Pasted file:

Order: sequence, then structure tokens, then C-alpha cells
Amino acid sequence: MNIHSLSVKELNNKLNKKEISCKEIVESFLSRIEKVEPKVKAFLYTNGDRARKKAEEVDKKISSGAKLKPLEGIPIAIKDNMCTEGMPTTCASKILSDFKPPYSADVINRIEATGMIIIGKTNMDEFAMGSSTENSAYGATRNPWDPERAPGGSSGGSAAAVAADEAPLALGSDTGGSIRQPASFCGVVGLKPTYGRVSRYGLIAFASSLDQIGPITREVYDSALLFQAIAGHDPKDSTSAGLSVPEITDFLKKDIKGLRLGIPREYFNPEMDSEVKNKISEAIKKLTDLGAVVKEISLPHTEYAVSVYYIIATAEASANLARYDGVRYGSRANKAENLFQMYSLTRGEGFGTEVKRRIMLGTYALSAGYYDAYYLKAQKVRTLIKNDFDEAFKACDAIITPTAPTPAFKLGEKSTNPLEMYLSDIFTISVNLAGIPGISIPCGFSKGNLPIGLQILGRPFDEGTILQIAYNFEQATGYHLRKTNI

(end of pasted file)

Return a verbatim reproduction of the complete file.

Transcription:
Order: sequence, then structure tokens, then C-alpha cells
Amino acid sequence: MNIHSLSVKELNNKLNKKEISCKEIVESFLSRIEKVEPKVKAFLYTNGDRARKKAEEVDKKISSGAKLKPLEGIPIAIKDNMCTEGMPTTCASKILSDFKPPYSADVINRIEATGMIIIGKTNMDEFAMGSSTENSAYGATRNPWDPERAPGGSSGGSAAAVAADEAPLALGSDTGGSIRQPASFCGVVGLKPTYGRVSRYGLIAFASSLDQIGPITREVYDSALLFQAIAGHDPKDSTSAGLSVPEITDFLKKDIKGLRLGIPREYFNPEMDSEVKNKISEAIKKLTDLGAVVKEISLPHTEYAVSVYYIIATAEASANLARYDGVRYGSRANKAENLFQMYSLTRGEGFGTEVKRRIMLGTYALSAGYYDAYYLKAQKVRTLIKNDFDEAFKACDAIITPTAPTPAFKLGEKSTNPLEMYLSDIFTISVNLAGIPGISIPCGFSKGNLPIGLQILGRPFDEGTILQIAYNFEQATGYHLRKTNI